#55 Reflections on Investing : Stock Prices – For Every Buyer There is a Seller

When attempting to explain movements in stock prices the media often overlook the key facts that for every buyer there is a seller and every outstanding share must be held continuously.

 As we record this, the S&P 500 has surpassed 5,000, and it leads a lot of people to ask, 'How could the market be so high? What is the process by which the level of market prices is determined?' It's easy to get confused about that, so today, I'll try to set the record straight. So, let's go over to the iPad.

Let this circle here represent all the stocks in the S&P 500. Every single one of all 500, every single share, has to be held at all times, and that's what determines the level of prices. The price must be such that every single outstanding share is held. Well, suppose that someone then wants to buy. Suppose 'Ms. A' here decides she wants to buy an S&P 500 stock. So, she's going to go into the pool as an owner. How does she do that? The only way for her to do that is to convince someone else, let's say Mr. B here, to come out because every share has to remain held at every second. As a result, Ms. A may have to pay a little bit more to get Mr. B to sell, because Mr. B was willing to hold a minute ago, and now he's willing to sell to Ms. A, maybe because the stock price is up a few cents. And that's how the prices move. People who want to move in one direction have to convince someone else to move in the other direction.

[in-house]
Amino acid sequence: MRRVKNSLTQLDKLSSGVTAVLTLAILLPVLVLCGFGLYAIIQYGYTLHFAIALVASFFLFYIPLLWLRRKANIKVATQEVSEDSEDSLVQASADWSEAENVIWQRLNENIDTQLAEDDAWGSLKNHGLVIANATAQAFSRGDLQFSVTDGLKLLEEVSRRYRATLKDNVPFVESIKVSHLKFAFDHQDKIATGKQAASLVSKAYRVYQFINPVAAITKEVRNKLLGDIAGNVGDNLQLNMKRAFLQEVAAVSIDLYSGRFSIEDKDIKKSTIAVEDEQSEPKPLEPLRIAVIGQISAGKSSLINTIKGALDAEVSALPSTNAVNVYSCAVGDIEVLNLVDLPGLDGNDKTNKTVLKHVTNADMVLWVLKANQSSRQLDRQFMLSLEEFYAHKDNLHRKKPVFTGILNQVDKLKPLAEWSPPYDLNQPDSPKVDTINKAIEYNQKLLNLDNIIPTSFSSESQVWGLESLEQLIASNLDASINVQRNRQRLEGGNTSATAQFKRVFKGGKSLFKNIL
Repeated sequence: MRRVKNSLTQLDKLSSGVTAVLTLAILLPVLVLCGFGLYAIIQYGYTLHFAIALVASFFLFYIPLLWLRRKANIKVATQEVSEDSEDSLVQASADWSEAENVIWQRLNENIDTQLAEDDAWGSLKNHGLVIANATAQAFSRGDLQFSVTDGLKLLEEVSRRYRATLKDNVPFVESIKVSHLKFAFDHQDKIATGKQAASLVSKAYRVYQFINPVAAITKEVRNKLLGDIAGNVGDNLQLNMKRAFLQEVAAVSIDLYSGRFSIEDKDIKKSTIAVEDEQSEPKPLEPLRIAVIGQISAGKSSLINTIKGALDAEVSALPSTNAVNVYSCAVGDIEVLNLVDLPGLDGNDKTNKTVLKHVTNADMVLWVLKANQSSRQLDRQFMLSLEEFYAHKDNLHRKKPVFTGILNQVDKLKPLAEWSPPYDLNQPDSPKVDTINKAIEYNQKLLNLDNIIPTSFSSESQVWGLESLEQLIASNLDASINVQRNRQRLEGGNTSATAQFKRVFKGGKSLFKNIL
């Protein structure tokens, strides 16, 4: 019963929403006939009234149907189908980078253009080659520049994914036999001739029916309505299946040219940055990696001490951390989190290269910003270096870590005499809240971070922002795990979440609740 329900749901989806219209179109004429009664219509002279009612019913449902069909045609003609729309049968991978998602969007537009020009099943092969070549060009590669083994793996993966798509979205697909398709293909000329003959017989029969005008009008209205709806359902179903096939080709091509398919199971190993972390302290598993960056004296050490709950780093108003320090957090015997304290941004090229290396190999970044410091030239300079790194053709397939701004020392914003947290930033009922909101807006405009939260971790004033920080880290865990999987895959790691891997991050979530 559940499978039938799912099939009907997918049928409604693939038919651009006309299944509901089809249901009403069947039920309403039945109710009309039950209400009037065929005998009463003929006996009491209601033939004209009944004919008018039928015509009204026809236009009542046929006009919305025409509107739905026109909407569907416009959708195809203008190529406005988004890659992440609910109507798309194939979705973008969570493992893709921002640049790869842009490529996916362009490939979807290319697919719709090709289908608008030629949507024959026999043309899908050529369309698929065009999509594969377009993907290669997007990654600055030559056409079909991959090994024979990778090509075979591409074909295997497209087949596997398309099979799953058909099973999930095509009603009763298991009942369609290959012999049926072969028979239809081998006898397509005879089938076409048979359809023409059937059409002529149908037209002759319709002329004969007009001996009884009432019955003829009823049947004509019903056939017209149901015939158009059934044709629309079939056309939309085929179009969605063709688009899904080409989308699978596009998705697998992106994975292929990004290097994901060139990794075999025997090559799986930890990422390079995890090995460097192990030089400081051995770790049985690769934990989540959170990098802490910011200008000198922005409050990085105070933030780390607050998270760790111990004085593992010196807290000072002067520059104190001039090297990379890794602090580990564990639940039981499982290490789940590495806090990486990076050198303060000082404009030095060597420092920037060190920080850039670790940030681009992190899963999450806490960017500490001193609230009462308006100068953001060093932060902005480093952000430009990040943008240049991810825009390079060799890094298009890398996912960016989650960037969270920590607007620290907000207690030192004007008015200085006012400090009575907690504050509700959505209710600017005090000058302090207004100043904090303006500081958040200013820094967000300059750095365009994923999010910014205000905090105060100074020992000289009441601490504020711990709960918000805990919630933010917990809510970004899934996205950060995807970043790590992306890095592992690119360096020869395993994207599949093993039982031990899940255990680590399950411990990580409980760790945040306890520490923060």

And to give you an example of how this is often misunderstood, there's been a recent academic paper published saying that investors should hold more stock, that they should be 100% invested in stock rather than holding stocks and bonds. Let's say that people read that paper and they said, 'Yes, I want to hold more stocks.' What exactly would happen? Well, there'd be a lot of people like Ms. A then, all wanting to go in. But you can't 'go into the market' unless someone else comes out. So, the only impact of a big surge in interest in investing in the market is going to be a change in price. There can't be more investment in the market in terms of the number of shares, because those are fixed. There can be more dollars invested in the market, more dollars because prices are higher, but as prices go higher, assuming that corporate profits remain about the same, then future returns have to go down. And that's why future returns and current prices are negatively correlated.

So, when you start thinking about the market, remember that basic fact that every share has to be held all the time, and if you want to understand movements in prices, you have to take that into account.

Just to close, here at the Cornell Capital Group, for example, we think that prices are high. What do we mean by that? That investors have bid prices up to the level where expected future returns appear to be meager. This has been Reflections on Investing with the Cornell Capital Group. Thanks for joining us."